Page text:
We were successful in crossing the pass on our first attempt. At the K Top we met few soldiers who were heading towards the Siachen Glacier. We all felt proud of our army again. They were dressed like Astronauts in their distinctive head gear and long boots. We had a small chat with them and learnt that the base camp of Siachen is at 16000 feet and they have to trek upto 24000 feet to reach the highest camp. The temperature is around - 40 degrees. They told us about a soldier who had removed his goggles for about 20 seconds in a hurry to read a mail from home. He was rendered partially blind for 4 days! We failed to understand the logic behind occupying such extreme terrain. Indian government apparently spends 10 crores per day to maintain the Siachen posts ! ! !
They told us that since it is not an international border, the land belongs to you if you are present there, else tomorrow some one might claim it. We are not willing to part with even an inch of our Indian soil they said. Jai Hind we replied!

Ki Ki so so Ladgyalo!

One more 'I was There' pic

We visited the villages of Pinchimik and Chemshen for our field visits. We also had a dip in the hot water springs at Pinamik which are reported to have some medicinal properties which unfortunately we could not discover.
On the ways we saw an amazing lake in the middle of a crater of a hillock. One has to climb over the hillock to reach the lake. The legend has it that on a full moon night, they can see Tibet , Potala palace and the forbidden capital of Lhasa. Needless to say, the locals throng the place and worship the lake.

In the middle of a mountain...

Udmaroo: This is definitely the most beautiful village we have seen in Ladakh. IT has to be reached after a trek of some 2 kms and crossing the river and again an uphill climb of considerable effort.

Udmaroo village

Paradise lost ... found !

Apricot blossom

Diskit Monastery:
Due to a snow storm on the Khardungla Pass, we were stuck in Diskit for about two days. We spent most of the time at the Dragon restaurant in Diskit as it had a T V and we could catch some IPL action sitting in Ladakh ! We were informed that in the monastery there is an idol of the mahakala. Some 600 years back there was an invasion of the Mongols onto Ladakh and Tibet region. The Locals won the war, and the Ladakhi king cut the head and right hand of the Mongol chieftain and placed in the hands of Mahakala. They can be seen in the pic below.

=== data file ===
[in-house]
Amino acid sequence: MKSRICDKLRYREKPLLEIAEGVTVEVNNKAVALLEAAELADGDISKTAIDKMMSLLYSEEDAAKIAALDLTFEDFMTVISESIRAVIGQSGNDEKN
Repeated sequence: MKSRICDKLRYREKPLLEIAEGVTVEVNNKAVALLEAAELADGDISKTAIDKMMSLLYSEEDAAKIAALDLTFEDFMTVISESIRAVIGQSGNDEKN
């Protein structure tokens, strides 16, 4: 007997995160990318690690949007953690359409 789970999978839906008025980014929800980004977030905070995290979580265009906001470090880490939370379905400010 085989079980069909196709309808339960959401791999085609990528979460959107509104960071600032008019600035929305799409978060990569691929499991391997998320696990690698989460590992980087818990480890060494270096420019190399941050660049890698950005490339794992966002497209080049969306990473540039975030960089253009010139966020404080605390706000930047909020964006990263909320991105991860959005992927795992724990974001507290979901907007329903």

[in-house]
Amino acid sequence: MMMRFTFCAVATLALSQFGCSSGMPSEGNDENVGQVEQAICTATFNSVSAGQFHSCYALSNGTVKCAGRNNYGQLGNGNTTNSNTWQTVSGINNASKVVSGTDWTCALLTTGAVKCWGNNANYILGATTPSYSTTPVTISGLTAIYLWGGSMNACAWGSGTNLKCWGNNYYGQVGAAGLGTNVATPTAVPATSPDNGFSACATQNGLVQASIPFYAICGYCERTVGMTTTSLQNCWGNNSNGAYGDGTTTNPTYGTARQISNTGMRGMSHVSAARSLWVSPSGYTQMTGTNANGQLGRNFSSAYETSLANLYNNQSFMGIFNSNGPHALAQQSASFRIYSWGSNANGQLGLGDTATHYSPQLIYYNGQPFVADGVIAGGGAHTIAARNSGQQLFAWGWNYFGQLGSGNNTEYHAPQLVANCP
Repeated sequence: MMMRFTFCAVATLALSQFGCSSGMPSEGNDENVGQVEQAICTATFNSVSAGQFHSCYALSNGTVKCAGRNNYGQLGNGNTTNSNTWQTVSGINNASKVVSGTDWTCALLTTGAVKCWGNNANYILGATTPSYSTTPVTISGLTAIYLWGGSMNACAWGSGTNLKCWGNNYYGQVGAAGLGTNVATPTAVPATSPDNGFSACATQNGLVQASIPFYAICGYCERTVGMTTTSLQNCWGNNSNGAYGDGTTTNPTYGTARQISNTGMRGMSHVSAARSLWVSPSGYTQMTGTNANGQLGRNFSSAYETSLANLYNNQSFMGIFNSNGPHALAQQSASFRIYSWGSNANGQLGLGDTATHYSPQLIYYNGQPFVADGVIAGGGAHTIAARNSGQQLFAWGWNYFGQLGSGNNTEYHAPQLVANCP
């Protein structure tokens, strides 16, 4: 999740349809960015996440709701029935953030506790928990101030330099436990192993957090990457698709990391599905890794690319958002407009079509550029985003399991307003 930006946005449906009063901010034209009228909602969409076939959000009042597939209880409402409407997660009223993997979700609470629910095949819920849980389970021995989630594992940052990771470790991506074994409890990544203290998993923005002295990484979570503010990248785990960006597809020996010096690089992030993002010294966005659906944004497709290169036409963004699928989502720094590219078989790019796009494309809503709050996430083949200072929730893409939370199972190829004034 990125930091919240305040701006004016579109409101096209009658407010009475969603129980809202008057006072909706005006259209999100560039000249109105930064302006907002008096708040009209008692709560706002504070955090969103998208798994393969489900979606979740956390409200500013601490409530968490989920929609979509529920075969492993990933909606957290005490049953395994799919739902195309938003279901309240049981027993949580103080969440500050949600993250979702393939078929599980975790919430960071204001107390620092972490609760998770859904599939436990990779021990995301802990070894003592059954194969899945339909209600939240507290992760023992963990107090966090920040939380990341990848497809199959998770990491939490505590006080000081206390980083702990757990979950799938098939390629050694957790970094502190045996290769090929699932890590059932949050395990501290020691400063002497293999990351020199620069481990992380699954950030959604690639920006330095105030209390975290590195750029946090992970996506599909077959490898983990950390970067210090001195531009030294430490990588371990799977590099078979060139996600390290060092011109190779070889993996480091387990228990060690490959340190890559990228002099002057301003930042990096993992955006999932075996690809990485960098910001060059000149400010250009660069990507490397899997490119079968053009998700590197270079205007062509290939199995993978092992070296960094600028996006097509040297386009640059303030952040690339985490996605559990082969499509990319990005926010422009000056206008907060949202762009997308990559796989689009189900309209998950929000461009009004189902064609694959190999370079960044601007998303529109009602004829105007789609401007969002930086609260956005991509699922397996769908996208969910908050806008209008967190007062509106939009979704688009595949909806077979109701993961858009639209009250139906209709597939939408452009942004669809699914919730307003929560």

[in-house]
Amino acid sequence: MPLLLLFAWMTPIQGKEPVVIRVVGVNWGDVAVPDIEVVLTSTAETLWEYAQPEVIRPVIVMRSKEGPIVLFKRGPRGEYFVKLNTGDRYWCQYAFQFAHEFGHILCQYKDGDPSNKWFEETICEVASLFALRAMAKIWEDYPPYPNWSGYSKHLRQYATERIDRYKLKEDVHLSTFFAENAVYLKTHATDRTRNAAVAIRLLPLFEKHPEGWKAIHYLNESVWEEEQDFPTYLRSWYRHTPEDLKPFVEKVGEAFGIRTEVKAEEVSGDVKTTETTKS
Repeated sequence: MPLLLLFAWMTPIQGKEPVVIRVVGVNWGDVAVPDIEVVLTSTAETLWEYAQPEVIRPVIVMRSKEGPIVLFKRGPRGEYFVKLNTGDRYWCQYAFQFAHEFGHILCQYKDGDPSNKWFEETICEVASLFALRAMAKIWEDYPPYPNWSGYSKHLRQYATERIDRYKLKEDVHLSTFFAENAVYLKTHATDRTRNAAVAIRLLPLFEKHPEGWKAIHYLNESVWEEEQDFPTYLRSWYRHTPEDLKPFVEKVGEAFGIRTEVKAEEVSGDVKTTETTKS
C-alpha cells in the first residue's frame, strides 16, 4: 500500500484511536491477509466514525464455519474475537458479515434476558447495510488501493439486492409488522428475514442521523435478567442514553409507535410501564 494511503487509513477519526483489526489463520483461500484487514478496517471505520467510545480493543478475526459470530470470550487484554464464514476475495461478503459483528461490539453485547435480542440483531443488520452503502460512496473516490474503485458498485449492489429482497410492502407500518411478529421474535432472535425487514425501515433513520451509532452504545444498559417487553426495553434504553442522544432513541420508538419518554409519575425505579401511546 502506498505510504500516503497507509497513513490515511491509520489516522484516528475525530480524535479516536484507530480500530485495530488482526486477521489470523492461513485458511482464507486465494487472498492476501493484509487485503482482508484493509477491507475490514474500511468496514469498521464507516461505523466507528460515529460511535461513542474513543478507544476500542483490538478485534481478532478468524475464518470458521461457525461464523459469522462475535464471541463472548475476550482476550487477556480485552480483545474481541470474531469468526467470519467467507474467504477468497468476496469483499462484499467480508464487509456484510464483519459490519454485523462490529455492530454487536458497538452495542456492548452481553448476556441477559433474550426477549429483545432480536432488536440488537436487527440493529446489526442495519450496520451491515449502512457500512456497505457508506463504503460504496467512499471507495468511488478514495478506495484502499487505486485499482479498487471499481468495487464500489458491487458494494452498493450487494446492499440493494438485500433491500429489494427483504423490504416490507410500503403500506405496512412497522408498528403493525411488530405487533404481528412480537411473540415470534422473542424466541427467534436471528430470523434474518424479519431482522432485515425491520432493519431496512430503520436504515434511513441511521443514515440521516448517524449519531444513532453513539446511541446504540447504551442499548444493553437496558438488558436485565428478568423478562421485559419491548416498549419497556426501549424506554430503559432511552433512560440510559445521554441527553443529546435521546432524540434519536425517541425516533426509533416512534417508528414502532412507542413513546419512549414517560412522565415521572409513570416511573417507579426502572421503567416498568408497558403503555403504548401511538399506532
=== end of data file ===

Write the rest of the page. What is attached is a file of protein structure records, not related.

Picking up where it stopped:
Diskit Monastery

Mahakala - The terrible god !

Cricket at 16000 feet:
Finally one day we decided to return to Leh at any cost. We proceeded towards Khardungla pass. We were stopped at the army checkpost at South Pullu. We waited long getting bored. Then we noticed the army people gathering for cricket. On requesting to join, we were told that it was part of their acclimatisation routine before they proceeded to Siachen. However they allowed us to join them. It was some experience playing cricket at 16000 feet and around -5 degrees at the least.

Wednesday, May 20, 2009

DOCC concept

This blog will be totally incomplete without the mention of the reason why we visited Ladakh in first place. Every year the entire batch of SPJIMR, Mumbai goes on a social project for 6 weeks. We work with NGO s all over the country providing them with the key managerial inputs. It is the vision of our honorable dean that such thing would amount to an year of service in Social sector considering the man hours. This has a potential to cause a major difference.

Being a little enthusiastic, we decided to do our projects with LEDeG ( Ladakh Ecological Development Group). We were a group of six members :
  • Sunil V N
  • Ankit Varshneya
  • Harsh Mehta
  • Hanish Shah
  • Satyendra Singh and
  • I

We split into groups of two each. Me and Sunil worked together. The topics of our project were:

1. Creation of a Standard Operating Procedure (SOP) for Pre-feasibility, Detailed Project Report, Installation, Testing and Commissioning, Maintenance and Sustenance of Hyd-ram Technology in rural Ladakh.

2. Integration of 200 Women Self Help Groups in Ladakh region into a co-operative and proposal for Product development, Distribution and Marketing of Handicraft products of these SHGs.

With the entire team of LEDeG on day of farewell

( L to R : Me, Sunil, Pranai Thapa,Ankit, Hanish)